In reality, there is a false attribution. The mask is part of a set of five pieces and graves updates may seem to be Royal. It is actually a tomb of Lords Achaeans (ancestors of the Greeks) buried there in the 16th century BC. The mask testifies to the desire in the emerging phase of the Mycenaean civilization to implement a funerary ritual similar to that practiced for the Pharaohs by equipping the monarchs of a striking face that perpetuating the image over time. But this ritual was not taken over by the Greeks. So, the mask of Agamemnon is an exception in the artistic and funerary practices of Greek Antiquity, which marks a first step towards a monetary valuation of the gold. However, it remains closely linked to power, because mining control becomes a major issue for the empires and the nobility’s family continues to be displayed by the possession of richly worked gold jewellery.

Rome and the use of gold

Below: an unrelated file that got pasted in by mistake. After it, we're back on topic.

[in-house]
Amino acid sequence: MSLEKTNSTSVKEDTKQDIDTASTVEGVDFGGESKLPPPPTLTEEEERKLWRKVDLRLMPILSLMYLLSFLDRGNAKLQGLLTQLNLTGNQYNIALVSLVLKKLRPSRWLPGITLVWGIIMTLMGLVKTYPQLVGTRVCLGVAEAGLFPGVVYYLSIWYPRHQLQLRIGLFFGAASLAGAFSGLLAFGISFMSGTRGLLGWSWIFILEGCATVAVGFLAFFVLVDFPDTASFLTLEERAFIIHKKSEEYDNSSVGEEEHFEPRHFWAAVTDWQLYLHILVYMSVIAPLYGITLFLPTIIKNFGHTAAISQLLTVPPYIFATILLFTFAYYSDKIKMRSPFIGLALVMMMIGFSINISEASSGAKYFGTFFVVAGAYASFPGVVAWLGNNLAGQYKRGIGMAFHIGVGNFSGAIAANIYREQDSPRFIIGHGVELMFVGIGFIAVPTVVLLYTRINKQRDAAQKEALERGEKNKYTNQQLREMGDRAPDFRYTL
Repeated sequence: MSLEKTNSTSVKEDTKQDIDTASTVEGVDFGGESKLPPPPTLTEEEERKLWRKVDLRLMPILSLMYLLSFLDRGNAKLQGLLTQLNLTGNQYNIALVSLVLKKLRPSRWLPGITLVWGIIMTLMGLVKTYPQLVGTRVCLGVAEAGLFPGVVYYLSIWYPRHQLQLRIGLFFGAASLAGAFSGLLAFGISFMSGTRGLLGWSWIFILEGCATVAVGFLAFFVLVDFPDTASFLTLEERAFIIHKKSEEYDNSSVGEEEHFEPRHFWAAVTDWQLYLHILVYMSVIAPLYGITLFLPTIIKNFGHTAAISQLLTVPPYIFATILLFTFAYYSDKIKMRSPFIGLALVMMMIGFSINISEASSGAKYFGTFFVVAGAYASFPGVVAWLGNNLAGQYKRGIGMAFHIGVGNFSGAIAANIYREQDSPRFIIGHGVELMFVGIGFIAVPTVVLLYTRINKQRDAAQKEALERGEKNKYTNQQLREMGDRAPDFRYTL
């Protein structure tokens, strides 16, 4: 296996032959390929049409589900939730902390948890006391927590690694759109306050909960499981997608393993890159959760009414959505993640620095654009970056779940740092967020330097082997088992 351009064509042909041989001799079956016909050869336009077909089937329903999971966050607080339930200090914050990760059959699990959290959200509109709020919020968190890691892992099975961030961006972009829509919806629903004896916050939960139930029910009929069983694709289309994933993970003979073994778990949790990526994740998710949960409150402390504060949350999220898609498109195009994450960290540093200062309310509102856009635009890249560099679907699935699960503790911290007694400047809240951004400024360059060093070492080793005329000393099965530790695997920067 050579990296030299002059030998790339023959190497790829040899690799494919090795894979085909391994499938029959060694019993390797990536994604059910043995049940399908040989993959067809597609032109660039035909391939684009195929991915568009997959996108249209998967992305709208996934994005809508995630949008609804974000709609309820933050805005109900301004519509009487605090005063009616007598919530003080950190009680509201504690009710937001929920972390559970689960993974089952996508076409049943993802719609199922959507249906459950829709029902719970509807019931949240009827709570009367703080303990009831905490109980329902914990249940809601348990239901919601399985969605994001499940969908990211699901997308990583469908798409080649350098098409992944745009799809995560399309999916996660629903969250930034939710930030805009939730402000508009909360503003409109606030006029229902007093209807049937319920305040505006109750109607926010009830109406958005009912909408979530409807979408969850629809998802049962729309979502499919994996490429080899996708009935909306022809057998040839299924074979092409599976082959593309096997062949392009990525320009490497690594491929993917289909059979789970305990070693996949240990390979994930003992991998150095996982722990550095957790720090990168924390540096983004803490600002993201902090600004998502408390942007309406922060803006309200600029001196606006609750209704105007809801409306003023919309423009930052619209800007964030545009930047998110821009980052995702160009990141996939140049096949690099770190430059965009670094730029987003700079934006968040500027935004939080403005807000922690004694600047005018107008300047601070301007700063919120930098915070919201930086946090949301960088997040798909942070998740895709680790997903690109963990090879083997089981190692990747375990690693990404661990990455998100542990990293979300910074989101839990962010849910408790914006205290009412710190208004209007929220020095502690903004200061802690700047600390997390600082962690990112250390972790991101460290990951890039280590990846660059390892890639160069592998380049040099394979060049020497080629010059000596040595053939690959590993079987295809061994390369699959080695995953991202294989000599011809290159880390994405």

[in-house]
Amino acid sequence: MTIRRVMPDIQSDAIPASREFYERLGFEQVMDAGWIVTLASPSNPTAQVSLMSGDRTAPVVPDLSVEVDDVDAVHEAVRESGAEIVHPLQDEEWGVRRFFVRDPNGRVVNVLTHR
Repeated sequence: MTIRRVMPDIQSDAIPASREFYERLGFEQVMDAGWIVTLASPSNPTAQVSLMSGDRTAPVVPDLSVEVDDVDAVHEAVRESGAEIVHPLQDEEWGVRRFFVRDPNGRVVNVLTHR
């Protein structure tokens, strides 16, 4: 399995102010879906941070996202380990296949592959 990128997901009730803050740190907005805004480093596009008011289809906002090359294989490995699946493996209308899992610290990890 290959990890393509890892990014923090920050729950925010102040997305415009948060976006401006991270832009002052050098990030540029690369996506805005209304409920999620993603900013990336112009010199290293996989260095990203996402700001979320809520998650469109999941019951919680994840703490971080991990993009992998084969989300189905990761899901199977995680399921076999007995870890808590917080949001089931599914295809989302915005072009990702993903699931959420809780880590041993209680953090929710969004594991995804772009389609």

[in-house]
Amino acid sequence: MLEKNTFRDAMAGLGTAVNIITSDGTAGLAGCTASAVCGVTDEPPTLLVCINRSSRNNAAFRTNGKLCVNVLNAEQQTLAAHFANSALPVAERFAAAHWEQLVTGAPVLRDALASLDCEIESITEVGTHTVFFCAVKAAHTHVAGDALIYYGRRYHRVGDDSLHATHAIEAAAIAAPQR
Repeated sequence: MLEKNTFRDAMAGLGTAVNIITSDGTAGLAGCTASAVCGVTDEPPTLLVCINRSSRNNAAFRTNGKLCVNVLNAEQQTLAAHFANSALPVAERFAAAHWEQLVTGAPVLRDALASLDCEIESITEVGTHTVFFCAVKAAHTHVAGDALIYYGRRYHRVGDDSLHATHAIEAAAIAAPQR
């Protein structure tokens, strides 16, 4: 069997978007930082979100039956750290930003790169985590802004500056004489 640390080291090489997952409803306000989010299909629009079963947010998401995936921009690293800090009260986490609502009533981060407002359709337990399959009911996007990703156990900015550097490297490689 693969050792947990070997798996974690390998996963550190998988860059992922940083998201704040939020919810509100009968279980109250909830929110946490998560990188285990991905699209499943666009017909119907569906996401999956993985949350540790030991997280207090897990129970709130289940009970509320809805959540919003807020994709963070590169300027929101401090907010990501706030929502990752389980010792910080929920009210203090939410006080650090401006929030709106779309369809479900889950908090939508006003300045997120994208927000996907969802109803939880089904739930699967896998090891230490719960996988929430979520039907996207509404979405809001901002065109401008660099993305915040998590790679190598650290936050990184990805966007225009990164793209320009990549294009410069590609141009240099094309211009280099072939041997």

The Roman Empire will see the implementation of massive exploitation of gold mining techniques. Thus, in Spain, in the mine of Las Médulas, the Romans, under the auspices of the Emperor Augustus, will achieve significant aqueducts in the mountains and relentlessly exploit the resources of the region (they draw no less than 30 million ounces of gold). The health of the Roman economy dependent on discoveries, farms and cows of gold throughout the empire. Since Jules César, gold is at the centre of the Roman monetary system. The emperors are hitting coins to their portrait, which is a capital revolution in the management of an empire and will allow a broad expansion. In fact, the reproduction of the portrait of the Emperor, who is seen as an incarnation in the collective imagination of the time, allows a kind of ubiquity. It is present everywhere, in the pocket of each. It is a founding act of political propaganda. We see arise also from small portraits of emperors in gold which seem to have circulated in different political buildings throughout the empire. Of such effigies were likely produced in several identical copies, as seems indicated the bust of Marcus Aurelius, larger and solid gold also, preserved in Avenches (Switzerland) and there are several other copies, including a preserved in Tunisia. Thus, the Romans consume significant quantities of gold (estimated at 1400 tons of gold per year), but do not make a major artistic or decorative use. The use of gold in the Roman Goldsmith is widespread and women wear daily jewelry, rope, stone or metal. Bracelets, earrings, pendants represent the bulk of this production.